• The hash technique involves processing of each token to a global variable name, whereby the string of characters representing the name is traversed and added up. In this case, each global variable is put through a publicly available hash function called hashpjw (pjw stands for Peter J. Weinberger, the author of the hash function) to come up with hopefully a unique number for each string that represents a global variable name. The number is checked against the GVHT 130 to see if there is any conflict (collision) with another name. In the case of a collision, since an open hashing technique is used, an alternate location in the GVHT 130 is searched for until an empty slot is found or one that has been occupied by the same name previously processed is found. On the other hand, if there is no collision in the first place, the number is immediately used as the address of the global variable.
  • The hashpjw hash function is used to assist in coming up with a unique location in the GVHT 130 for each global variable name being referenced to during the compilation process. And, it is used consistently throughout the compilation of all relevant modules to ensure integrity. The hashpjw source code is shown below:
    #define PRIME 211
    #define EOS ‘\0’
    int hashpjw(char* s)
    { char *p;
    unsigned h = 0, g;
    for(p = s; *p != EOS; p = p + 1)
    { h = (h << 4) + (*p);
    if(g = h & 0xf0000000)
    { h = h {circumflex over ( )} (g >> 24);
    h = h {circumflex over ( )} g;
    }
    }
    return h % PRIME;
    }

    hashpjw starts by assigning hash value, h to 0. For each character c, shift the bits of h by 4 positions to the left and add in c. If any of the four high-order bits of h is 1, shift the four bits right by 24 positions, exclusive-or them into h, and reset to 0 any of the 4 high-order bits that was set to 1. Other suitable hash function, capable of generating unique address might also be used.
  • The address conflict is, particularly, resolved by relocating the latter global variable in an alternate empty address, described by the following C code segment:
    int alternate_key(int old)
    {
      if (old == 0)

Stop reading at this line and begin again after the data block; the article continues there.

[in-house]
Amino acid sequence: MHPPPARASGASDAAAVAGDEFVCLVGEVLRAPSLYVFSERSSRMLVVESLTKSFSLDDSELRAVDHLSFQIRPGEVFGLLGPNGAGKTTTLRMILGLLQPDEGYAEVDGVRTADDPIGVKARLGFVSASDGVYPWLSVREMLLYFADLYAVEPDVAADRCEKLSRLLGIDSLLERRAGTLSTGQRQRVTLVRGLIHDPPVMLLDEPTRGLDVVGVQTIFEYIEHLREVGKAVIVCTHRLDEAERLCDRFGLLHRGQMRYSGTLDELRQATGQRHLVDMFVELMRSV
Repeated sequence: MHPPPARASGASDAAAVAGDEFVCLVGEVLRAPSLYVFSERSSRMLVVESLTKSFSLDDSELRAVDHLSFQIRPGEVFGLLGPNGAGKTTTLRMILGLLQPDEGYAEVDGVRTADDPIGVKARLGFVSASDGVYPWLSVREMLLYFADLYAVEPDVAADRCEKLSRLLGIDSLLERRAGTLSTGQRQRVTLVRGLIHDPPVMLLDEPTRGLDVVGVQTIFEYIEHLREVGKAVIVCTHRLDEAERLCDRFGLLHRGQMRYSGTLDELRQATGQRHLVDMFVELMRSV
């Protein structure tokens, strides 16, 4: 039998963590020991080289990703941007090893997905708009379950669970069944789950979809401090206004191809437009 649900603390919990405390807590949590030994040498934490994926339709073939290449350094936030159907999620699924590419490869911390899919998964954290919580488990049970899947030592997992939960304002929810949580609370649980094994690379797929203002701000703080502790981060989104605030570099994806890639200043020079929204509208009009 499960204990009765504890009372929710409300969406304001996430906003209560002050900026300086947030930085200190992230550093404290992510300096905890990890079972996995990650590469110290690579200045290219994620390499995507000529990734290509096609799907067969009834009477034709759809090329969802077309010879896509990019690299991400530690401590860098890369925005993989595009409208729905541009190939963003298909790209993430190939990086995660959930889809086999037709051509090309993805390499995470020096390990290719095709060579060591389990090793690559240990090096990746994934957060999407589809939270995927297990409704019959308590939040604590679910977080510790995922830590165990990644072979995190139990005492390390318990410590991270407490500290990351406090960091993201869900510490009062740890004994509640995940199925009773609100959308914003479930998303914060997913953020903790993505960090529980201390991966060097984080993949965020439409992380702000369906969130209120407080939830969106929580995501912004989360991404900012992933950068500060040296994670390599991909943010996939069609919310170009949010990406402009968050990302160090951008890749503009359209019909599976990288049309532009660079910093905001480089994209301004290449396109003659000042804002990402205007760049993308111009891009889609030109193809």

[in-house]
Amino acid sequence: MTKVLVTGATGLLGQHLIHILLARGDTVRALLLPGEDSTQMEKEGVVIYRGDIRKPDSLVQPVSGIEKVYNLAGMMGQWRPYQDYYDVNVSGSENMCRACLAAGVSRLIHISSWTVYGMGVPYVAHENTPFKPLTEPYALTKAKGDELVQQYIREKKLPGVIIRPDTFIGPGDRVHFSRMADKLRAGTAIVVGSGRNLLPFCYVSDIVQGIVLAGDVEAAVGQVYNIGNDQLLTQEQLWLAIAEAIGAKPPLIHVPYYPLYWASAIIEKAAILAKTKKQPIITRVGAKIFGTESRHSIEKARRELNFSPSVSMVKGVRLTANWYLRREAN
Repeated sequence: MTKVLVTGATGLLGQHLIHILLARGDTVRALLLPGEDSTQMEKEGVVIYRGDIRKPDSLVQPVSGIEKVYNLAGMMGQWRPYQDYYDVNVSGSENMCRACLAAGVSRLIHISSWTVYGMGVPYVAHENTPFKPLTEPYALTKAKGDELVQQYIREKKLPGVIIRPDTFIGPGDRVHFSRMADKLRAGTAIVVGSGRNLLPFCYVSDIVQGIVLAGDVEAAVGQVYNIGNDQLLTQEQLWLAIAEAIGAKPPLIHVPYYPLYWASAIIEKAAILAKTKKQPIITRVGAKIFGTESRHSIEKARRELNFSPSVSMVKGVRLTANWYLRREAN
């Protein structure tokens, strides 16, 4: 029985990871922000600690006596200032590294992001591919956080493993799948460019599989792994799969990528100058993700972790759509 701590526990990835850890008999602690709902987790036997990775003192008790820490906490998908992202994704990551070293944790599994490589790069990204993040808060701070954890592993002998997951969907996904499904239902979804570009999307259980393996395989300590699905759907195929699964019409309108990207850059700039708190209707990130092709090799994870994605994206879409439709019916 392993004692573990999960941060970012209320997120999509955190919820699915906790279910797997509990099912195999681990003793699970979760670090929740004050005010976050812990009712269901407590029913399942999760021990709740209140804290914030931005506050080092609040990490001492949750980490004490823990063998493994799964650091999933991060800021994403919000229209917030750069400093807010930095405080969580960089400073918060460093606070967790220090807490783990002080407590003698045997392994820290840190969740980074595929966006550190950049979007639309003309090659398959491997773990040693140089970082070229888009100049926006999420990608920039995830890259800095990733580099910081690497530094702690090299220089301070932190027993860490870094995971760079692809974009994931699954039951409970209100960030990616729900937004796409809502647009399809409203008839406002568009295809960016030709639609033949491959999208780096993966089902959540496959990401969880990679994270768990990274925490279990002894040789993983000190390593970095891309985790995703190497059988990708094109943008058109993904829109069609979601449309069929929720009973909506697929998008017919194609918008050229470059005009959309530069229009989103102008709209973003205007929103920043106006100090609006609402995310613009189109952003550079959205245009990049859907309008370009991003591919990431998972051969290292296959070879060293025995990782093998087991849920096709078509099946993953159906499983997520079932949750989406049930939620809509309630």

return (MAXIMUM_GVHT − 1);
      else
        switch ((old + 10) % 10) {
        case 1:
          return (old + 1);
        case 2:
          return (old + 2);
        case 3:
          return (old + 3);
        case 4:
          return (old + 4);
        case 5:
        case 6:
          return (old − 5);
        case 7:
          return (old − 4);
        case 8:
          return (old − 3);
        case 9:
          return (old − 2);
        case 0:
          return (old − 1);
        }
    }
  • The method of determining an alternative address location in the existence of address conflict is to check if the current address location is 0 in which case the alternative address is the maximum GVHT address location. Otherwise, the value 10 is added to the original address location and then applied a modulus of 10. Then, the resulting value of the operation is added to the original address location, and now treated as the new address location. The new address location is checked for conflict against GVHT (130). In the case of another collision, the above process repeats until an empty slot is found or one that has been occupied by the same name previously processed is found, or when it is discovered that the GVHT (130) is fully occupied in which case the search for an alternative address location fails. The address conflict is resolved by relocating the latter global variable in an alternate empty address, particularly by linear probing in which successive slots a fixed distance apart are probed or quadratic probing in which the space between probes increases quadratically.